SUNSET AT ULURU
We arrived early at the sunset viewing area, parked the Cruiser, set up the table and chairs, and settled down with a bottle of white, some cheese and crackers — bliss! The camera was mounted on the tripod, framing the picture perfect view, ready to capture those amazing colour changes. We chatted quietly with other like-minded travellers, who had gathered to share this magic moment, as we waited for the sun to sink in the west. All was set for a perfect evening.
Then, just before the sun set, it all went rather pear-shaped. A mini-bus pulled up and a big group of young Japanese tourists disgorged and imposed themselves right in front of our table. They were all talking away at the top of their voices, taking millions of photos in a range of weird setups (like pretending to hold Uluru or taking pics of their dolls enjoying the scene), and generally making an absolute nuisance of themselves. The peaceful atmosphere was shattered. They were oblivious to their impact on those around them as they milled up and down the fence-line, blocking everyone’s view. When one of them knocked Mike’s camera and tripod I hid the cheese knife as I had visions of tomorrow’s headlines: "Cheese Knife Massacre at Uluru".
Even so, the changing colour of Uluru as the sun sets is awesome. I’d always suspected the photos displaying such dramatic colours may have had help from Photoshop, but they don’t. It really is a sight worth seeing — in our case just be grateful the photos don’t come with audio!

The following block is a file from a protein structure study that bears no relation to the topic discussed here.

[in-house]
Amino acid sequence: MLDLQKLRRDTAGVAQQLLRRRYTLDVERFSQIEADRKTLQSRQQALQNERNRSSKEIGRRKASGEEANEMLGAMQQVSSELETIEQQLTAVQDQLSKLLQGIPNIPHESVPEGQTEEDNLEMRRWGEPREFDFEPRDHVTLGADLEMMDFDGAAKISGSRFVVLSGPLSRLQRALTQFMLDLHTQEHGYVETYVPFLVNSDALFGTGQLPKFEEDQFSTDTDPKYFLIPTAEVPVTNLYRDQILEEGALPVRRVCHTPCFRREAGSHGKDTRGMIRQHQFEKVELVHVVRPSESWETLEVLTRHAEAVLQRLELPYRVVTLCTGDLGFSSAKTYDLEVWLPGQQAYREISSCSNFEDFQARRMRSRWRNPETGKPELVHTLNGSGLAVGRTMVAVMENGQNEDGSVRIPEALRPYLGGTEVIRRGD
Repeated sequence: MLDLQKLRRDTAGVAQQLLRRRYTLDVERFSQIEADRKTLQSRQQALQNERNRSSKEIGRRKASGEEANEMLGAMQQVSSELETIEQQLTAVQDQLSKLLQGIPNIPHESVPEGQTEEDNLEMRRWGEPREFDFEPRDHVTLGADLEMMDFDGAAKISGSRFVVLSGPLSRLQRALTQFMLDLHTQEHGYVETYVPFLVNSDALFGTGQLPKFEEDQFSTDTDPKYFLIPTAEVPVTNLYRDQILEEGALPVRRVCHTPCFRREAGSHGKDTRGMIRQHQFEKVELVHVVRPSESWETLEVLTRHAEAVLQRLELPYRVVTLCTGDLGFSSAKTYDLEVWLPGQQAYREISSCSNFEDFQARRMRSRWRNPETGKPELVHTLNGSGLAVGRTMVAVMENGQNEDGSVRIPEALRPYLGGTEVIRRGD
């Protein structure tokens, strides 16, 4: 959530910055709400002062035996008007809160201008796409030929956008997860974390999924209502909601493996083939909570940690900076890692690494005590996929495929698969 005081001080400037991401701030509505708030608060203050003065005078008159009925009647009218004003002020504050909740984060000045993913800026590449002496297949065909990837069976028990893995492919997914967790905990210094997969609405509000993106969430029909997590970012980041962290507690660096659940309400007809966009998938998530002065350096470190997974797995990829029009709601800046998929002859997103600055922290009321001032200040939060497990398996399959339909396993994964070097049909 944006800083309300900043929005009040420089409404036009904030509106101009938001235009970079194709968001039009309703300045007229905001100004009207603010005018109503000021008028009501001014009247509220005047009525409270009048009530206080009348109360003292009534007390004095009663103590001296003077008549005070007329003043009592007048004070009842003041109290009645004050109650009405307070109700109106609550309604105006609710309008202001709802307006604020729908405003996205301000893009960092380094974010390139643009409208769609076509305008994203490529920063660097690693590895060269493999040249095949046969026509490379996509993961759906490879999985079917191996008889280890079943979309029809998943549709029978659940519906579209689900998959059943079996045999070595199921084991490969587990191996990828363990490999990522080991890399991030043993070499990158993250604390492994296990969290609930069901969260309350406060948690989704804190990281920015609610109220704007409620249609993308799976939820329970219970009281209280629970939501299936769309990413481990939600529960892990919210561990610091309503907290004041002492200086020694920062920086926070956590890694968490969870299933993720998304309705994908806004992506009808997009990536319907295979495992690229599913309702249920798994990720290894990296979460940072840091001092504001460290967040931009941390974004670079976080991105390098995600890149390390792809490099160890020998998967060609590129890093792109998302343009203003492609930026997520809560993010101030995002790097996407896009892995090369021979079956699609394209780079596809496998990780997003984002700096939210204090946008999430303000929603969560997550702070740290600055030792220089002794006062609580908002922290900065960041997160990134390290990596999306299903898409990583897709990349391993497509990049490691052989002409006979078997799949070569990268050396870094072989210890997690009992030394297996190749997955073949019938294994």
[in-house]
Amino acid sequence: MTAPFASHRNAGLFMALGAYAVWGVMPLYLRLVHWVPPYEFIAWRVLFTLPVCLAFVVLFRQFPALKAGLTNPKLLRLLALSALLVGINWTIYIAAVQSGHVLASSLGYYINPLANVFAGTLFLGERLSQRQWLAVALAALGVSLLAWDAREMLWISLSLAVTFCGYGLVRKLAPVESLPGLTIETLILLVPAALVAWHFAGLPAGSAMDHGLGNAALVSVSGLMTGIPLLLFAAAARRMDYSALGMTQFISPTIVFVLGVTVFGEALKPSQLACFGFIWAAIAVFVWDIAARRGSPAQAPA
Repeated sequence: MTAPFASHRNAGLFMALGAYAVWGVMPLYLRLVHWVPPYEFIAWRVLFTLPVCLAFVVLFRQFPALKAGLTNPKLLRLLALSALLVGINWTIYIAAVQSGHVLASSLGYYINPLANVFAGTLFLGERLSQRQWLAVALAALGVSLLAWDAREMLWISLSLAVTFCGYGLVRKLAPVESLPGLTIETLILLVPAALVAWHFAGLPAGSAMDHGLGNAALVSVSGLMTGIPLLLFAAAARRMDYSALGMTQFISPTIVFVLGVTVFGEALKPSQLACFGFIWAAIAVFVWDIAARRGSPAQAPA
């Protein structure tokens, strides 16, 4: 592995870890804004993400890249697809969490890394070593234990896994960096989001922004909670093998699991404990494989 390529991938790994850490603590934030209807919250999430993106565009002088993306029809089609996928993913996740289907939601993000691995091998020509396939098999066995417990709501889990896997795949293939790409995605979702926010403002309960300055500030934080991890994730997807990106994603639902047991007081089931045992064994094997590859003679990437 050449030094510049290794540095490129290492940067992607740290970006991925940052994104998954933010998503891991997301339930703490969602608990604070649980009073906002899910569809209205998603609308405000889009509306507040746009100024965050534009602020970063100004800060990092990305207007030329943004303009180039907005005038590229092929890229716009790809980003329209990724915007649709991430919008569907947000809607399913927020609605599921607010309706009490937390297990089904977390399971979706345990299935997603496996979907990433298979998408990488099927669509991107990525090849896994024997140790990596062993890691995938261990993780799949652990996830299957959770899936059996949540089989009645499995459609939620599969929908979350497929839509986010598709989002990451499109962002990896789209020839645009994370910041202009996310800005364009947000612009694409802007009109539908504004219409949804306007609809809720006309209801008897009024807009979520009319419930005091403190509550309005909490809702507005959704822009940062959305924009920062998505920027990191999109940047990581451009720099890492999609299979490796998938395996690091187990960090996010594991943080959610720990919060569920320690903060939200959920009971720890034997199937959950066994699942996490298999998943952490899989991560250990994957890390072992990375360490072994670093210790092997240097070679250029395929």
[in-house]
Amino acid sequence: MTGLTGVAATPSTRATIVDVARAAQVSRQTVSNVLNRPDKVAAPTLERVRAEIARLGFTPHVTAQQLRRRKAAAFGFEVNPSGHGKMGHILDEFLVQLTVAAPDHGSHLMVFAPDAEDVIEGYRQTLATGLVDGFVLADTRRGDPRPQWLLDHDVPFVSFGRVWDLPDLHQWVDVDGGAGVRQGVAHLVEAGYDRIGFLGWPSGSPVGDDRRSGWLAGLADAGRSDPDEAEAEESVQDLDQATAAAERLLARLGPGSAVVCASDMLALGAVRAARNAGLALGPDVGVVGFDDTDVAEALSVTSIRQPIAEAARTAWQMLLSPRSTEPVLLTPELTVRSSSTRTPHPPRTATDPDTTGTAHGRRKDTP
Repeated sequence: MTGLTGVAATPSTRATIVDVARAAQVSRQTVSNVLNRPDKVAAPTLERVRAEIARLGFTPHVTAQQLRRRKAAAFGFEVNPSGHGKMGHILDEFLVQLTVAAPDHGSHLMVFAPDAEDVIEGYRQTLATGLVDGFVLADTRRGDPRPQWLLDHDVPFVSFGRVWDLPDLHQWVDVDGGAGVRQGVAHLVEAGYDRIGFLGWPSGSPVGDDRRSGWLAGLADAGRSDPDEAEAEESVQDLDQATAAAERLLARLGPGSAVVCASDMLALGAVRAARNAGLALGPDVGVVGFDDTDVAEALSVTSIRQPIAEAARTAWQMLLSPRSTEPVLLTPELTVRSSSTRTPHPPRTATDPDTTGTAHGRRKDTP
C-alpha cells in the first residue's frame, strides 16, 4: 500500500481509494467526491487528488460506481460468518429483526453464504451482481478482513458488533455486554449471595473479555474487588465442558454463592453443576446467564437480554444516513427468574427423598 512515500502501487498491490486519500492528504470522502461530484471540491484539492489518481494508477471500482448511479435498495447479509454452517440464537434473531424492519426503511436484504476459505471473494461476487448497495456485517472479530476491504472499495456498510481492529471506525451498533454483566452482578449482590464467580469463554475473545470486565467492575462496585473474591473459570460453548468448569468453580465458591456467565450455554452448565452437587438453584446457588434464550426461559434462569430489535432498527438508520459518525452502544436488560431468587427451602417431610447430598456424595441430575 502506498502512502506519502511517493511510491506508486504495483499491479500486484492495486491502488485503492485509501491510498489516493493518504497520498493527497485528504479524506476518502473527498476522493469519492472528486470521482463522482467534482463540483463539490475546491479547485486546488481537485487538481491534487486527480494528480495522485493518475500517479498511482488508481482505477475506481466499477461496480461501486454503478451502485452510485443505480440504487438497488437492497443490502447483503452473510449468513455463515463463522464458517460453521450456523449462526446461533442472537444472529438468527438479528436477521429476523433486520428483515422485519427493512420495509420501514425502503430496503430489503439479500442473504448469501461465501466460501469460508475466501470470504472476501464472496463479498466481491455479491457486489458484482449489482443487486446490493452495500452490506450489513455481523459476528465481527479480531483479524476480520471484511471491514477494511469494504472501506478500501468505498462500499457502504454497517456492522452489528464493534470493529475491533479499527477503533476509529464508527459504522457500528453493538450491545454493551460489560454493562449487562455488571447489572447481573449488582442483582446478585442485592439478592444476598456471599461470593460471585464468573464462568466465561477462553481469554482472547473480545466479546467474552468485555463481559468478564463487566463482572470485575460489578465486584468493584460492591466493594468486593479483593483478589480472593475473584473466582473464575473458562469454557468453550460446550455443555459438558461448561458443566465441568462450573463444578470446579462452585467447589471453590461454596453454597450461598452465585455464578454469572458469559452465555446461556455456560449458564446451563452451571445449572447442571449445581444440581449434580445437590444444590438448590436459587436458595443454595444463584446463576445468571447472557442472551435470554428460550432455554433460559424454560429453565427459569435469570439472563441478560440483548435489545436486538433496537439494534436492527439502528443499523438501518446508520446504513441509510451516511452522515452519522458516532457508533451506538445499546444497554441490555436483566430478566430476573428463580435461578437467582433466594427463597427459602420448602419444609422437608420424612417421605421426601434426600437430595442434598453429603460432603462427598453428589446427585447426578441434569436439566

The next day we went to the rock for a closer look. The "to climb or not to climb" debate still rages strongly but we were spared the decision as the track was closed for the summer, when temperatures regularly soar into the high thirties.
We decided against doing the loop around Uluru, instead doing the Lungkata and Kuniya Walks (about 5km return). The rock is far more contoured up close than it appears from a distance— it is full of fissures, craters and caves. The colour is an amazing vermillion red, set off by the surrounding green Australian bush. We walked around to the only permanent water hole and there was still a little water running from the rains a few weeks prior. There is also some clearly signposted indigenous art on a nearby rock face.
On the way back to camp we drove the road circuit that loops around the rock, the lazy alternative to the Base Walk. We then had a quick look at the Cultural Centre and headed back to camp to cool off in the pool.